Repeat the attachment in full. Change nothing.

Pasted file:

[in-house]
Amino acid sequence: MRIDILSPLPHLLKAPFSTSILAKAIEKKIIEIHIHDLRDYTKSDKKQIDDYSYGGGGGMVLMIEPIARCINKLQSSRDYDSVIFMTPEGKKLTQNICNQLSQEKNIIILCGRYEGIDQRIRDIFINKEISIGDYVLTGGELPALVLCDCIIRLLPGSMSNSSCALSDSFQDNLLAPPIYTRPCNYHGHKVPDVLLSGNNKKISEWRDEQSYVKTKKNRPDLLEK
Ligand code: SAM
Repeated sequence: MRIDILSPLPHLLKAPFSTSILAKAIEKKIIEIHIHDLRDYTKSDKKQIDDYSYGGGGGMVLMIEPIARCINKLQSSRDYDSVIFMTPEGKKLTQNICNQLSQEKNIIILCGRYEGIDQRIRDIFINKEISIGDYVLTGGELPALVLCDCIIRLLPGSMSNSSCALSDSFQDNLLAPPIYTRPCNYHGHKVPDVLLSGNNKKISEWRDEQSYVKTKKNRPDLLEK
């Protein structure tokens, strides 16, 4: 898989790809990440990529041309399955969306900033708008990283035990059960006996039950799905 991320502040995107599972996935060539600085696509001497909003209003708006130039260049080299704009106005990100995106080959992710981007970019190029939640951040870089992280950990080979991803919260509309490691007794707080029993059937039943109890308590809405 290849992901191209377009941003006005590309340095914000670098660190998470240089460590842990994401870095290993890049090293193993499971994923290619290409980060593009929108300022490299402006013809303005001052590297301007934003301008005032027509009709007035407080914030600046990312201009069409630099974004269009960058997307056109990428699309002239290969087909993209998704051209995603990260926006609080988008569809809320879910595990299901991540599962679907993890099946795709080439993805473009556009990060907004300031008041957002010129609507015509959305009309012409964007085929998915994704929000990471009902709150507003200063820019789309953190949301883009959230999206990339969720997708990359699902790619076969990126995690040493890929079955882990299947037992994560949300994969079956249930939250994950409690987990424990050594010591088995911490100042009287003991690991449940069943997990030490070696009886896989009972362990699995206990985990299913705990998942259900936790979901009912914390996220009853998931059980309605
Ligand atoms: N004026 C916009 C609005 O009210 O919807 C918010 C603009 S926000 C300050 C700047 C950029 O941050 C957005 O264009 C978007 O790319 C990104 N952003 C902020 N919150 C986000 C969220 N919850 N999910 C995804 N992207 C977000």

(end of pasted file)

[in-house]
Amino acid sequence: MRIDILSPLPHLLKAPFSTSILAKAIEKKIIEIHIHDLRDYTKSDKKQIDDYSYGGGGGMVLMIEPIARCINKLQSSRDYDSVIFMTPEGKKLTQNICNQLSQEKNIIILCGRYEGIDQRIRDIFINKEISIGDYVLTGGELPALVLCDCIIRLLPGSMSNSSCALSDSFQDNLLAPPIYTRPCNYHGHKVPDVLLSGNNKKISEWRDEQSYVKTKKNRPDLLEK
Ligand code: SAM
Repeated sequence: MRIDILSPLPHLLKAPFSTSILAKAIEKKIIEIHIHDLRDYTKSDKKQIDDYSYGGGGGMVLMIEPIARCINKLQSSRDYDSVIFMTPEGKKLTQNICNQLSQEKNIIILCGRYEGIDQRIRDIFINKEISIGDYVLTGGELPALVLCDCIIRLLPGSMSNSSCALSDSFQDNLLAPPIYTRPCNYHGHKVPDVLLSGNNKKISEWRDEQSYVKTKKNRPDLLEK
């Protein structure tokens, strides 16, 4: 898989790809990440990529041309399955969306900033708008990283035990059960006996039950799905 991320502040995107599972996935060539600085696509001497909003209003708006130039260049080299704009106005990100995106080959992710981007970019190029939640951040870089992280950990080979991803919260509309490691007794707080029993059937039943109890308590809405 290849992901191209377009941003006005590309340095914000670098660190998470240089460590842990994401870095290993890049090293193993499971994923290619290409980060593009929108300022490299402006013809303005001052590297301007934003301008005032027509009709007035407080914030600046990312201009069409630099974004269009960058997307056109990428699309002239290969087909993209998704051209995603990260926006609080988008569809809320879910595990299901991540599962679907993890099946795709080439993805473009556009990060907004300031008041957002010129609507015509959305009309012409964007085929998915994704929000990471009902709150507003200063820019789309953190949301883009959230999206990339969720997708990359699902790619076969990126995690040493890929079955882990299947037992994560949300994969079956249930939250994950409690987990424990050594010591088995911490100042009287003991690991449940069943997990030490070696009886896989009972362990699995206990985990299913705990998942259900936790979901009912914390996220009853998931059980309605
Ligand atoms: N004026 C916009 C609005 O009210 O919807 C918010 C603009 S926000 C300050 C700047 C950029 O941050 C957005 O264009 C978007 O790319 C990104 N952003 C902020 N919150 C986000 C969220 N919850 N999910 C995804 N992207 C977000």